Four months and 18 days, that’s how long it was since the Vancouver Canucks played a hockey game of any kind. So you can imagine what it was like for Canucks Nation to finally see the likes of Elias Pettersson and Quinn Hughes or any Canuck for that matter show off their skills on Wednesday night. Granted, it was a little strange to watch hockey in a hot living room at the end of July, but it didn’t take long for it to feel normal again. Nature is healing, Canucks hockey is back.
However, it also didn’t take long to realize that no amount of time off could eliminate the bad luck the Canucks have had against the Winnipeg Jets. Including this 4-1 exhibition game defeat, they have dropped 11 straight against the men in blue, while being outscored 39-11. It’s starting to become predictable, play well enough to win but ultimately get beaten by a hot goaltender and some opportunistic scoring.
Having said all that, this was just a meaningless exhibition game with no impact to be had on the standings or overall playoff picture. The Canucks did play a solid game and there were some positive standouts among the troops. So for the first time in four months and 18 days, here are seven takeaways from the first and hopefully last exhibition game played in the month of July.
Pettersson AKA “Dekey Pete” is Back and Ready to Dominate
It was clear throughout training camp that Pettersson had found an extra gear. Four months off can do wonders for a young body like his, and boy did he look refreshed. His passion, skills and overall personality came through in spades during the game on Wednesday. He was fast, he was dekey and above all, he looked poised to lead his team into battle. There was one sequence where he narrowly missed burying his patented one-timer and appeared to be saying to himself, “I missed it by that much”.
Pettersson also had a rush where he nearly went coast-to-coast, if not for a defender clipping him, he would have gone right in on Connor Hellebuyck. Basically, his confidence is at an all-time high right now, and I do not envy the Minnesota Wild when they face him on Sunday.
We are starting to become familiar with Pettersson’s alien-like tendencies, so it’s hard to imagine that he’s only 21-years-old and not at all close to his ceiling yet. That’s exciting to envision, especially when he hasn’t even played a single minute in the pressure cooker that is the NHL postseason. We already saw a playoff version of him during the Swedish Hockey League (SHL) playoffs, and he came away with honours as the MVP. So we know he can ramp it up when it matters the most. I have no doubt that was not the last we have seen of playoff Petey. He will eventually return against the Wild, and we couldn’t be happier.
Boeser AKA “The Flow” Is Back and Ready to Rock
Next to Pettersson, Brock Boeser was probably the best forward on the ice for the Canucks in the game against the Jets. He had at least three grade-A chances, including a breakaway that was thwarted by Hellebuyck who, by the way, was the best player on both sides in this game. Ever since training camp began a couple of weeks ago, Boeser has looked faster, more engaged, and above all, his shot looks hard and dangerous for the first time since his rookie season. Those things should be music to every Canucks fan’s ears as he could be a huge difference-maker in the upcoming play-in series against his hometown Wild.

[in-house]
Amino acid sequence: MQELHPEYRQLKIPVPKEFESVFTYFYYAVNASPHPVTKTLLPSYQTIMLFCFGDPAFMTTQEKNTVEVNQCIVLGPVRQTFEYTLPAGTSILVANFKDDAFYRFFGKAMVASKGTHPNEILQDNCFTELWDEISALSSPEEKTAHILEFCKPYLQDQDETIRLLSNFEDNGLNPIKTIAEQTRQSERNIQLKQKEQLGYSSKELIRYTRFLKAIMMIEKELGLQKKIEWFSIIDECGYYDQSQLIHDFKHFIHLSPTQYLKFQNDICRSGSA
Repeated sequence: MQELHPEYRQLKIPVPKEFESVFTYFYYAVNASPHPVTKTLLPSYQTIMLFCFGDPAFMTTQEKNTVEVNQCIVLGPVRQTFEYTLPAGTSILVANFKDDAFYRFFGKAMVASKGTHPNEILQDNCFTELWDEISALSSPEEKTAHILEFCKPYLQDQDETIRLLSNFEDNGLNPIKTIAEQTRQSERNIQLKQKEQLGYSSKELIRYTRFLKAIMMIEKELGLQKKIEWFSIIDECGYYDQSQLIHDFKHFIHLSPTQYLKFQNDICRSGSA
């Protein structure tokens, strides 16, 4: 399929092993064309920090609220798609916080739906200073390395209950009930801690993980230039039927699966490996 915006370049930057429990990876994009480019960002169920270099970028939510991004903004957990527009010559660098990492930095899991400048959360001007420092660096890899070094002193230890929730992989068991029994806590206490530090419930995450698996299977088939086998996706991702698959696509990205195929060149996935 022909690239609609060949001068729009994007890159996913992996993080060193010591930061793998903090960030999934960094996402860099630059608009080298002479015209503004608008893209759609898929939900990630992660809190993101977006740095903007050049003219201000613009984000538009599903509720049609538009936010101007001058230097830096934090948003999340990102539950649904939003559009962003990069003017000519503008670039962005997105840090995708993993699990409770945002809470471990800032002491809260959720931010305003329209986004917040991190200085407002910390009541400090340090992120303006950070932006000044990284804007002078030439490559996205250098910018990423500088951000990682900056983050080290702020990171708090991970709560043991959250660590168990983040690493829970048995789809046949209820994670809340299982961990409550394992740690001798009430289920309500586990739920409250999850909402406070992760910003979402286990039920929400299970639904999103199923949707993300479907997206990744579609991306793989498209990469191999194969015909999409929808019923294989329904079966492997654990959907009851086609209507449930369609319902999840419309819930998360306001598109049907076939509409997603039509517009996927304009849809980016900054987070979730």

If not for the Vezina-caliber goaltending of Hellebuyck, he probably would have found the net at least once. His timing may have been a little off on the chance where he missed the net, but that should come pretty quickly as he plays more shifts in actual games. The biggest thing to come out of this game was the fact that he was getting chances and looked dangerous all game long. “The Flow” is back ladies and gentlemen, and that should excite all fans from every corner of the hockey world.
Virtanen Should Replace Sutter in Game 1
One of the biggest surprises to come out of the first exhibition game was the absence of Jake Virtanen in the lineup. Similar to training camp in September, he has been relegated to a minimal role on the roster by head coach Travis Green. Though, if it follows the same script, he will eventually become a major factor for this team. However, this time he will not get as many chances to impress his head coach, as the upcoming series is a short one and Green cannot afford to be patient with any of his players.
Fortunately for Virtanen, Zack MacEwen and Brandon Sutter did not have strong outings against the Jets on the fourth line, so the door seemingly has a little crack in it. Sutter looked slow and rusty and the only thing we saw from MacEwen was a massive hit against that sent him horizontal. So, Green could opt to put more speed and size on that line to make it more of a factor, because it didn’t exactly look good out there on this night. If he does ultimately get in, it will be up to him to convince his head coach that he should never leave the lineup again by showcasing his speed and physicality every time he’s on the ice.
Juolevi Climbs the Depth Chart
Even though it was only six minutes and change, Olli Juolevi looked solid in his NHL debut with the Canucks. He made the simple plays, skated well, and even launched a perfect outlet pass to a player moving up the ice. All those things are his bread and butter, and he definitely showcased them in his first test in the NHL.